Why not take the opportunity to recover from your climb at Sigiriya Rock to enjoy some of the other attractions in the area before heading back to the train station? There is plenty to see and do around here, and it’s all suitable for people of all ages and budgets!
I have always considered Sigiriya to be one of my favourite experiences from my travels. For me, it’s right up there with the likes of Angkor Wat in Cambodia, Borobudur in Indonesia, Machu Picchu in Peru, and Iguassu Falls in Brazil. I absolutely love Sigiriya! As such, I have written about it in depth in other articles in my blog, including a detailed look at how to get there. So now I think it’s time to focus on what else you can do during your foray to Sigiriya, as it is not advisable to visit here as a day trip from Kandy (or worse, from Colombo).
While I cannot encourage elephant rides for pleasure, the fact remains that for a lot of people it is a nice way to pass some time – and I guess what matter way to do so in the shadow of Lion’s Rock itself! A ride on one of these docile and fascinating elephants will cost you around $25 each and it is scheduled to last for an hour.
The Sigiriya Museum is located near the main entrance and gives a good background of Sigiriya and its history. The model of the site as it is today provides a good orientation, however most of the displays are mediocre and are not going to hold your attention for too long. On the other hand, the museum bookshop is well stocked with books about Sri Lanka (English language), so if you want something to read on the train, then you can find a good bargain here. The entrance to the museum is free provided you’ve got your Sigiriya ticket with you, although there’s only around 20-30 minutes worth of interest here.
MINNERIYA NATIONAL PARK
Minneriya National Park is about a 45 minute drive from Sigiriya and I didn’t even know about this place until I arrived! The park consists of a mixture of forest, scrub, and grassland, and is home 24 species of mammals, 160 species of birds, and 25 species of reptile, including elephants (hundreds of them!), sloth bears, and Leopards (oh, and monkeys…). The lake within the park also attracts wild birds such as peacocks and pelicans. I think Minneriya is a truly spectacular place to see elephants in the wild, as groups of at least a hundred congregate around the water’s edge to socialise, bathe, and drink.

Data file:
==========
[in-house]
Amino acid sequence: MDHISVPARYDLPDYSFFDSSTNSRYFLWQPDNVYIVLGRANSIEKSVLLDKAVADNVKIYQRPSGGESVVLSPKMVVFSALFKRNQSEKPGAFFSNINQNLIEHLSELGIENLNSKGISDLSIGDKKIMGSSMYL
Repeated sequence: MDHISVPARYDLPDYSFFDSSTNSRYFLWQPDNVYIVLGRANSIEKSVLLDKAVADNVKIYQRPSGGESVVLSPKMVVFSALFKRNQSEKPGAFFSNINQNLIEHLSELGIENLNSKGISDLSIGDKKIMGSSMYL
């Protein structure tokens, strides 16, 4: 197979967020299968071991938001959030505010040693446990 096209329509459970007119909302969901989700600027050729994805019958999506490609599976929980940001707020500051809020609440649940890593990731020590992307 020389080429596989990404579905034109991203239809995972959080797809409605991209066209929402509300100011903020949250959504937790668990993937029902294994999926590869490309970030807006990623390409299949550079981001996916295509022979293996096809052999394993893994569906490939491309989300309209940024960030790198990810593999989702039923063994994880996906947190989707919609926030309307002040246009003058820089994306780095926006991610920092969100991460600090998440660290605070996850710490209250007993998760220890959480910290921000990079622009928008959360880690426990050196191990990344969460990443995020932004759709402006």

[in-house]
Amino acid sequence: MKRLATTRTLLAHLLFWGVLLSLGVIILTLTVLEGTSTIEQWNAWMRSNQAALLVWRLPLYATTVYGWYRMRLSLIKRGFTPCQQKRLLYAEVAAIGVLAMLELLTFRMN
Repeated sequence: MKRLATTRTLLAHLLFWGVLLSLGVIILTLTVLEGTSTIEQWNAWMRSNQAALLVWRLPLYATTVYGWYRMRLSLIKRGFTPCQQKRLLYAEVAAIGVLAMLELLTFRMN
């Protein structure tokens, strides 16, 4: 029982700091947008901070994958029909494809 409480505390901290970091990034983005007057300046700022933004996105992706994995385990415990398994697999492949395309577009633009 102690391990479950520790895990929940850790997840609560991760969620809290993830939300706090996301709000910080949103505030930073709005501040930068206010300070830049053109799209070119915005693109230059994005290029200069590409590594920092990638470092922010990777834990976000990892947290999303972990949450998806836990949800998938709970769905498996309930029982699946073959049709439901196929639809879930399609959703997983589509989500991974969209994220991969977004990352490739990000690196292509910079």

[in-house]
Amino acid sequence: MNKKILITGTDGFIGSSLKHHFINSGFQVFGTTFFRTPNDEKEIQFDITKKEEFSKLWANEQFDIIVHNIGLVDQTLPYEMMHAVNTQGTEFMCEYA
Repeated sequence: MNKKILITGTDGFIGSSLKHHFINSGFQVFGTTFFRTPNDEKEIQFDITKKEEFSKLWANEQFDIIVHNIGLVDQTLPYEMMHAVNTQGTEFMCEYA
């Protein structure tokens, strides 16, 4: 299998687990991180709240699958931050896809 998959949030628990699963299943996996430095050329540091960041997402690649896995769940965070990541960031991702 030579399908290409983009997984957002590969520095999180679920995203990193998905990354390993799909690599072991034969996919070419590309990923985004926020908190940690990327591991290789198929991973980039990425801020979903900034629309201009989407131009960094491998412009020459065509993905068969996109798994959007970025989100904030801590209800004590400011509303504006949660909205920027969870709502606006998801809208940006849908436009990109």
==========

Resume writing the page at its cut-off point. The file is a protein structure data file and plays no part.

Entrance fee to the park for all tourists is $15 and you will need to hire a guide and jeep for around $40 when there. I spent a good few hours here, although the only major animal we saw were elephants in that time. There are weird opening times for Minneriya National Park – 6am to 8.30am and 15.30 – 18.00 – so consider visiting after your morning hike up the Sigiriya steps.
The Dambulla Temple is located about 30 minutes drive from Sigiriya. It is the largest and best preserved cave temple in Sri Lanka. It has been a fully functioning temple since its inception over 2000 years ago. The beauty of the cave temple is its setting into five huge caverns high on a mountainside. Inside are over 150 Buddha statues in various postures. I thought the eyes on some of the statues were extremely creepy – and see if you can spot somewhat risqué scenes in a few of the larger murals!
Entrance fee to the cave temple is $14 per person, and it is open from sunrise to sunset. Photography is permitted but don’t pose with the Buddha statues (certainly not with your back turned to them) as this is considered extremely rude and disrespectful. I don’t recommend visiting Dambulla Caves on the same day as your Sigiriya climb; try to arrange it for the following day – if you still have any energy left!